• 180 Proof
    398
    Our nada who art in nada, nada be thy name thy kingdom nada thy will be nada in nada as it is in nada. Give us this nada our daily nada and nada us our nada as we nada our nadas and nada us not into nada but deliver us from nada; pues nada [then nothing]. Hail nothing full of nothing, nothing is with thee.

    "A Clean Well-Lighted Place" (1933)

    :pray: :eyes:
  • Possibility
    673
    I like your thinking.

    Nothing, for me, can be understood in terms of actuality, potentiality or possibility (but then, I do tend towards ‘glass half full’). When there is actually nothing, there is still the potential for something. Likewise, even when there evidently can be nothing, we could nevertheless imagine the possibility of something.

    ‘Absolute nothing’ is a concept that refers to an absence even of the possibility of anything. We can approach an understanding of this ‘absolute nothing’, but ultimately there is no way of fully understanding it as such.

    Any concept of ‘nothing’ is relative at least to some possibility: being whatever is striving to understand it...a possible ‘something’ to which this ‘nothingness’ matters...for whom ‘nothing’ has meaning...
  • Wayfarer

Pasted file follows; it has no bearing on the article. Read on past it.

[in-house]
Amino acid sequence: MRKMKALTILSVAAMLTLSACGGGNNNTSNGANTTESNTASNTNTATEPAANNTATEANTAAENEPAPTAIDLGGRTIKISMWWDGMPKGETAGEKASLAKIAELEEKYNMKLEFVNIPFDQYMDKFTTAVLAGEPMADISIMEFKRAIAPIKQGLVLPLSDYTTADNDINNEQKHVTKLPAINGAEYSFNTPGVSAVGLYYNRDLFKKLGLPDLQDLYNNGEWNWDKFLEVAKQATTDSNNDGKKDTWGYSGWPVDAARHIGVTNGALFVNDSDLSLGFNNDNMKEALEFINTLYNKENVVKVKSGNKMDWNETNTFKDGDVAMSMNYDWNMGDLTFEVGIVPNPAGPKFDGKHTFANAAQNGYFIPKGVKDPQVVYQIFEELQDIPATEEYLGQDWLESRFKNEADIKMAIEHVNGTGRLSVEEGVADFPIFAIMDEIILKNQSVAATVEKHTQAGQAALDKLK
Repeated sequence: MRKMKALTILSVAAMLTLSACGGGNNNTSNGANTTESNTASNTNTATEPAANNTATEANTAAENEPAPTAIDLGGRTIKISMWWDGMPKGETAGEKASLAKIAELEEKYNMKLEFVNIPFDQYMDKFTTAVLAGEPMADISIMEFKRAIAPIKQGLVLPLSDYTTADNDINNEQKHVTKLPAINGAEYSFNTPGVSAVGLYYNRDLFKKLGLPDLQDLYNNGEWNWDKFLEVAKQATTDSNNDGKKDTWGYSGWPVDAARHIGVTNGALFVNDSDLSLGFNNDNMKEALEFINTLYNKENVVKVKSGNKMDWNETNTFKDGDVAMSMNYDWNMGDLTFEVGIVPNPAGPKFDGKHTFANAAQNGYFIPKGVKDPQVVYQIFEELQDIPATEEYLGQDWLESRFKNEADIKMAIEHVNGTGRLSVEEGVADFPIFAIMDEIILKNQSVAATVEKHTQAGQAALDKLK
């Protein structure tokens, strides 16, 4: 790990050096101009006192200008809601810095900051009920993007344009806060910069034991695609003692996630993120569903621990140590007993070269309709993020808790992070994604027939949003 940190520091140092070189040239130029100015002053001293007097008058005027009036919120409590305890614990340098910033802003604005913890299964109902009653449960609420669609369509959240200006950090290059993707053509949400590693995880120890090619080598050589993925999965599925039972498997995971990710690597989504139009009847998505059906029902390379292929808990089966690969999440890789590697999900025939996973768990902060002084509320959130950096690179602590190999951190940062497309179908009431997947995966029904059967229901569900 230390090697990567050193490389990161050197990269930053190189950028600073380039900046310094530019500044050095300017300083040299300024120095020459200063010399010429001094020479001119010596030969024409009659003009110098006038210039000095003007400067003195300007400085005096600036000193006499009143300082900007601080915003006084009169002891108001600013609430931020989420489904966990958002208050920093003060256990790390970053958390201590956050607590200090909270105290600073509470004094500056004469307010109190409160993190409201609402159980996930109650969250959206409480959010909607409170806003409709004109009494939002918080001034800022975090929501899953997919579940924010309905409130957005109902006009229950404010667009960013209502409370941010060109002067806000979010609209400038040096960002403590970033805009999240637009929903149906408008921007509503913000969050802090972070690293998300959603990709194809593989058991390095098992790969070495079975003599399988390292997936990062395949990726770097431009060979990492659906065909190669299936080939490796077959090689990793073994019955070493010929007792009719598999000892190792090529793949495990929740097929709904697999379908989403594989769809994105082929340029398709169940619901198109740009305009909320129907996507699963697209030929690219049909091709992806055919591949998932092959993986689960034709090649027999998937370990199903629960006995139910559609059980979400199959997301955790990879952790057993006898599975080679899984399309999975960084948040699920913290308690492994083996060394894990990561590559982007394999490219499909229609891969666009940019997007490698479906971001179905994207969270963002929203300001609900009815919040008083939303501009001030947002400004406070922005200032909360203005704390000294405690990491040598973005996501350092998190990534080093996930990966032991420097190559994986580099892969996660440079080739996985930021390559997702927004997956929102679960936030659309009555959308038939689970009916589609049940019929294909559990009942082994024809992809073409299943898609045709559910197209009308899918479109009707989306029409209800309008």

8.8k
    Nishitani's Religion and Nothingness is interesting too.ZzzoneiroCosm

    Nishitani's 'nothingness' is śūnyatā, 'luminous emptiness'. Not like Sartre's 'god-shaped hole'.
  • Marchesk
    3k
    If I recall correctly, Parmaneides argued that since nothing does not exist, change is impossible, because otherwise things like the past would cease to exist (become nothing which is impossible).

    Lucretius used nothing to argue that something cannot come from it, otherwise anything would come into existence, which we don't observe. Therefore atoms must have always existed.
  • A Seagull
    78

    Constructing fundamental mathematical objects out of sets is like constructing bricks out of houses.
  • ZzzoneiroCosm
    331
    Nishitani's 'nothingness' is śūnyatā, 'luminous emptiness'. Not like Sartre's 'god-shaped hole'.Wayfarer

    Yes. Nothingnesses in need of a hieros gamos. From what I've read of him, Sartre never came close to illuminating his nothingness.